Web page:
posted by Bryon Moyer
Some time back, we took a look at the library of mechanical elements in Coventor’s MEMS+ tool for building MEMS device models. In the “be careful what you wish for” category, making it easier to connect elements into models meant that engineers started connecting more elements into models, and the models got bigger.
Big models can stress a tool out, resulting in slow results and resource starvation.
Well, they’ve just released version 4 of MEMS+, which at the very start, addresses those concerns, enabling quicker handling of more complex models.
But there’s a much more subtle way that they’ve addressed the needs of ASIC designers. Each MEMS element will need an accompanying ASIC to clean up the signals and abstract away a lot of the mechanicalness of the element so that electrical types – or, more likely, digital types – can understand the sensor outputs in their own language.
And, of course, you’re going to want to get started on that ASIC design as soon as possible. But the whole purpose of the ASIC is to turn messy sense element behavior into clean outputs, and in order to do that, you need to know exactly what messy signals you’re going to start with. And you don’t want to wait until the device is finished to do that; you want to model the behavior ahead of time.
The thing is, mechanical folks use finite element analysis and other such schemes for simulation; the ASIC designers will be using Verilog-A. MEMS+ is integrated into Cadence’s Virtuoso tool, so Virtuoso users can actually do their modeling using MEMS+ via a proprietary scheme. But Verilog-A can be used anywhere, and not everyone uses Virtuoso.
What that’s meant in the past is that the MEMS designers have had to hand-craft early Verilog-A models for the ASIC guys to get started on. Those models are tedious to create, and in their effort to keep the task reasonable, things would get left out of the model. And sometimes those left-out things would matter. Which meant that you wouldn’t find out about them until silicon came out, and you’d have to take another turn at the ASIC.
The next step was that MEMS+ could create a full Verilog-A model automatically. This would include all of the non-linearities and such, but it was a huge model, with thousands of “degrees of freedom” (i.e., knobs and variables) and would realistically take far too long to simulate.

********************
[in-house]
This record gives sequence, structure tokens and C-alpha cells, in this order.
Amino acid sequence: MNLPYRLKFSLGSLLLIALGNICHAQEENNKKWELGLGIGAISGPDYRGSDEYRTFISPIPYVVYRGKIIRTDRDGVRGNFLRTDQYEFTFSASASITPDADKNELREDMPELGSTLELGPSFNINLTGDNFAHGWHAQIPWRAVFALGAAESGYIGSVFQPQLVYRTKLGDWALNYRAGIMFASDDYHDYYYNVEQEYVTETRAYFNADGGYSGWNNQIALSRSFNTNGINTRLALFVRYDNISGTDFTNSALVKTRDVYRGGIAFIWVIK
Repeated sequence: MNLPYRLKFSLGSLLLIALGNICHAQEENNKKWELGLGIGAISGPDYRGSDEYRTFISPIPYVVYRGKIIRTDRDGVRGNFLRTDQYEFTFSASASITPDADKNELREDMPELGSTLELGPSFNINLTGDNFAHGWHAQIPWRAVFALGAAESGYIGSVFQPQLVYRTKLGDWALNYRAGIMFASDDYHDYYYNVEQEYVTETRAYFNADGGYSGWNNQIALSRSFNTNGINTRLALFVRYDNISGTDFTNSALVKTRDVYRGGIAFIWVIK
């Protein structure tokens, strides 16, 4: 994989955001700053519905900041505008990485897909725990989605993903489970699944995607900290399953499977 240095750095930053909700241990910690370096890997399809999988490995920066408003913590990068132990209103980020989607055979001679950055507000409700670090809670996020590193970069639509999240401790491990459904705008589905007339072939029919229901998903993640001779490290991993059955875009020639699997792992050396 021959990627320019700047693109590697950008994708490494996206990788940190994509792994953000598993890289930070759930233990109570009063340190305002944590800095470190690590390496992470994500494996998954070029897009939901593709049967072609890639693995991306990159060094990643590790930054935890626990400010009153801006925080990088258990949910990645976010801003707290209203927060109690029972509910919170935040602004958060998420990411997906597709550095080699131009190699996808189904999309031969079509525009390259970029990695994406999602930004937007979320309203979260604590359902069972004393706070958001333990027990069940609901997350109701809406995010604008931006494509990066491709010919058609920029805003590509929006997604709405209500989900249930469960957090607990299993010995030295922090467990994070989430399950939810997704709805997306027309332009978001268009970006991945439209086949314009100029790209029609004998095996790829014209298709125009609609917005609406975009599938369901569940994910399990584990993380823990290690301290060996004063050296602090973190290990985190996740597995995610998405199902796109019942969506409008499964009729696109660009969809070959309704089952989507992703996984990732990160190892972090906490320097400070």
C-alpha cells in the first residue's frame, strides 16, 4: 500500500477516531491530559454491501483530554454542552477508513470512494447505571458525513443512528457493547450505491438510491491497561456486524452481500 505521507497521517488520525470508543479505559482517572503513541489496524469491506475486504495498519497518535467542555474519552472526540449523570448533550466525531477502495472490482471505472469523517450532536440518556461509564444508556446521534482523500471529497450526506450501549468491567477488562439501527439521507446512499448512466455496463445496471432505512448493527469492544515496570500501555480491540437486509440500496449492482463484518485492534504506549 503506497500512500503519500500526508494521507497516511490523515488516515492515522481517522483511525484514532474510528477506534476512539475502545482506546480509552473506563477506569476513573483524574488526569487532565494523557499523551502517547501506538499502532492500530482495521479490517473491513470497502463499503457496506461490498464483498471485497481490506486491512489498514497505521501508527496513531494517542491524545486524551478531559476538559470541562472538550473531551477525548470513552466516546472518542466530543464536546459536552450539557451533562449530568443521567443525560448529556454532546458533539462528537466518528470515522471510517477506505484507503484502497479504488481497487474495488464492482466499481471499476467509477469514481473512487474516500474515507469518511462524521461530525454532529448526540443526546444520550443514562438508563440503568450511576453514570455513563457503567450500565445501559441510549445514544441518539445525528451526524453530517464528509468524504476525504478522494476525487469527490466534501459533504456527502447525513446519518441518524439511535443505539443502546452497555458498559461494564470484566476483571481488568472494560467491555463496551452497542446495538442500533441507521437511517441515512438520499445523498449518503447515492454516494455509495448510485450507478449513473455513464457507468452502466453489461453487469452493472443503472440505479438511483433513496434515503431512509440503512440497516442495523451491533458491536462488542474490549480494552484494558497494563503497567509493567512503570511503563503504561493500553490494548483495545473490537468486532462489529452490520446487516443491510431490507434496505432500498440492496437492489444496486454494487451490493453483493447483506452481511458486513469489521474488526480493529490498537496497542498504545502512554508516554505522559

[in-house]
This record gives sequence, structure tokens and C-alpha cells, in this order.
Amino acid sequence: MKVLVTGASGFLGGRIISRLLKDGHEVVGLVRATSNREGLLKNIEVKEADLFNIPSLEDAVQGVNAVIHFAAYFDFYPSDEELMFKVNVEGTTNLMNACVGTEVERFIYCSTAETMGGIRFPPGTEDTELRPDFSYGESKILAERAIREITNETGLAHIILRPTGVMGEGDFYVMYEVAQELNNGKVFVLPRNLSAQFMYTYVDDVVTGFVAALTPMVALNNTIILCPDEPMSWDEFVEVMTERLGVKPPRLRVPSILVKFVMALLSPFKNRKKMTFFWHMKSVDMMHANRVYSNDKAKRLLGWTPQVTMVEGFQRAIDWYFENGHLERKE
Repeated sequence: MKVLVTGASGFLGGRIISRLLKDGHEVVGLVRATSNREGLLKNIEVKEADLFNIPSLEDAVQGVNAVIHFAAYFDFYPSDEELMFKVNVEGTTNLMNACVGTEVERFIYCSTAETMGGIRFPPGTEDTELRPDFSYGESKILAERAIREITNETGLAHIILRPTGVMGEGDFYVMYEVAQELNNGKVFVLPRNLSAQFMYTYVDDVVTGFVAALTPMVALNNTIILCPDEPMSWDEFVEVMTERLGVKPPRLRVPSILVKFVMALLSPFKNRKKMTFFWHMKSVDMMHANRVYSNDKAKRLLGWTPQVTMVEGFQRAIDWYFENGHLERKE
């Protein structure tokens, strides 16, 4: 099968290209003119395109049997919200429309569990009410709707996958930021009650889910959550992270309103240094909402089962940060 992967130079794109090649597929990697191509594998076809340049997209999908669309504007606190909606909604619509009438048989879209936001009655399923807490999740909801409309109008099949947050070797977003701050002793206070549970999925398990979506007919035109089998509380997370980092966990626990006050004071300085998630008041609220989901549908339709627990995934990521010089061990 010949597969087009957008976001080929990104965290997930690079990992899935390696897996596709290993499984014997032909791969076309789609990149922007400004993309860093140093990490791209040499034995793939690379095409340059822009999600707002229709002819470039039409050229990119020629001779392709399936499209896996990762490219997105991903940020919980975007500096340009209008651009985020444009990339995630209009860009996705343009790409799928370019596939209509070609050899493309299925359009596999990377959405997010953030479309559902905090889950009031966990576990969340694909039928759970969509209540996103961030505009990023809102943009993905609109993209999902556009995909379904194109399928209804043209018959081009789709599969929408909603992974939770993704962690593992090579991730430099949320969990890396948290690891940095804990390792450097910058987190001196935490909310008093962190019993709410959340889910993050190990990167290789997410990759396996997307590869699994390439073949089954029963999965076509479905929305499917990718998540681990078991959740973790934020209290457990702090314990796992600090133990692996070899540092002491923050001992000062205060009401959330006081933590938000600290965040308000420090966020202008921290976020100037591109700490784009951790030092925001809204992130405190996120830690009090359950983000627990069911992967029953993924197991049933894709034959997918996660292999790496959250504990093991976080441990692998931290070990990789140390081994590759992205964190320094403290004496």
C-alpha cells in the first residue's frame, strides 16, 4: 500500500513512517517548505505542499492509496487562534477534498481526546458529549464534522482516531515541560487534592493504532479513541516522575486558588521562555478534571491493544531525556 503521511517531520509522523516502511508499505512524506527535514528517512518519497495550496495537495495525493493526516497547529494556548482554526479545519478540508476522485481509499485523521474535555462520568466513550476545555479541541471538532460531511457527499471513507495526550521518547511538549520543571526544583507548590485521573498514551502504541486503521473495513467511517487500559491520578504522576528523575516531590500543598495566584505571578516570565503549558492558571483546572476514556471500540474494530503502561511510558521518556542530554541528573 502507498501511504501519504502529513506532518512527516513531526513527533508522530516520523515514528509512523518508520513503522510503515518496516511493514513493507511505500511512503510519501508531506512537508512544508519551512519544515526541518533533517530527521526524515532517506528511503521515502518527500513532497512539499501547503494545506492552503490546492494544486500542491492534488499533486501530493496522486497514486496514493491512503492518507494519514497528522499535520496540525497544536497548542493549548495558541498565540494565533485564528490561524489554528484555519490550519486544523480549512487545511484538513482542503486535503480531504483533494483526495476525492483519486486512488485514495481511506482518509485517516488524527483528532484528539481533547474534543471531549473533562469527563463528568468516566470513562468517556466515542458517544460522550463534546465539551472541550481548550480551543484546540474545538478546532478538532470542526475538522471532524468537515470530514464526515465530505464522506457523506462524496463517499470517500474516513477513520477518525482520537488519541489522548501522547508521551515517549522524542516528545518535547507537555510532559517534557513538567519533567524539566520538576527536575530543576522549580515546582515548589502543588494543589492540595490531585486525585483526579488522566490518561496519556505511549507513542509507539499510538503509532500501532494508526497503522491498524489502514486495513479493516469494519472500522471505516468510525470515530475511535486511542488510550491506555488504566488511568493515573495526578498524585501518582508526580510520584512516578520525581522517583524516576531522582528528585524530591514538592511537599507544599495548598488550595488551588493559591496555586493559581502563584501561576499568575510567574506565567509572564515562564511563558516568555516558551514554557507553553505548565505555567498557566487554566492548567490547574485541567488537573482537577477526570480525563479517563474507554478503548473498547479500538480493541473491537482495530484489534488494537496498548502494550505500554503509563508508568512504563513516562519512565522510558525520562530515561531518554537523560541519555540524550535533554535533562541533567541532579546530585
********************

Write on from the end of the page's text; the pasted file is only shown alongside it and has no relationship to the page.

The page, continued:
So with this release, MEMS+ will let you create a simplified model by selecting specific behaviors and ranges to focus on. These could reflect particular modes or non-linearities of interest. MEMS+ can then fix the other parts, reducing the degrees of freedom from thousands to tens. Which results in a dramatic speedup – like 100X.
This approach can be used on a wide range of sensors – when the movement of the element is a fraction of the surrounding air gap. There’s actually a behavior that is not supported by this model, and it affects some sensors and typically applies to all actuators: it’s called “pull-in.”
The idea is that, when you apply an electrostatic field that pulls on a mechanical element, the element will resist thanks to the mechanical restoring force – essentially, it’s a spring pulling back against the field. But at some point, the field overwhelms the restoring force, and the behavior is no longer linear – the element gets “pulled in” to close the gap.
I sort of picture it this way (if you’re squeamish, you might skip this bit): picture standing some distance in front of an operating airplane jet engine, facing away from it. With earplugs. Good ones. You feel the pull behind you, but you can lean forward and stand your ground like a boss. Feeling brave, you step back a bit. The pull gets stronger, but you man up and show the universe who’s in charge: you are. Yeah, baby. You repeat this, working harder and harder against the engine’s suction, until suddenly, “whoosh.” Um… yeah. Say no more. Non-linear to say the least.
That discontinuity is pull-in. And it’s not included in these simplified models. It’s probably not a good thing to have in a sensor (although you’d want to know if it’s going to be an issue); it’s actually a useful feature for actuators since it gives you a good, positive contact.
One bit of good news with these simplified models: they run independently of MEMS+. So, unlike the Virtuoso-integrated approach, which requires MEMS+ in the background, you don’t need a MEMS+ license to use the simplified model. Obviously a MEMS guy needs a license to create the model, but the ASIC designer doesn’t need a separate license to run it.
You can find out more about MEMS+ 4 in their release.
posted by Bryon Moyer
It almost sounds too good to be true. You plug in your new connectable gadget, and not only do you get power, but you’re also connected to high-speed data with no further wires.
People have talked about using home electrical wiring for communicating for a long time, but it doesn’t seem to have gotten much traction – at least not in the US. (Ok, not that I’ve noticed, anyway.) Given the big clunky unshielded wiring, I’ve more or less assumed (without really thinking about it) that they weren’t up to the high-data-rate tasks that we all count on now.
Wrong. Or so say the folks at Qualcomm. Yes, Qualcomm. I know, we think phones and wireless and unplugged with those guys, but their Atheros group has apparently been paying attention to things both wired and plugged. They’ve announced an SoC that supports HomePlug AV2, supplementing existing chips already available. This new QCA7500 gets them above gigabit speeds.
What’s unique about HomePlug is that it can support both narrowband (for Internet of Things) and wideband (for HD video or high-speed internet). The Qualcomm chip supports gigabit data throughout the house; no Cat 5 needed.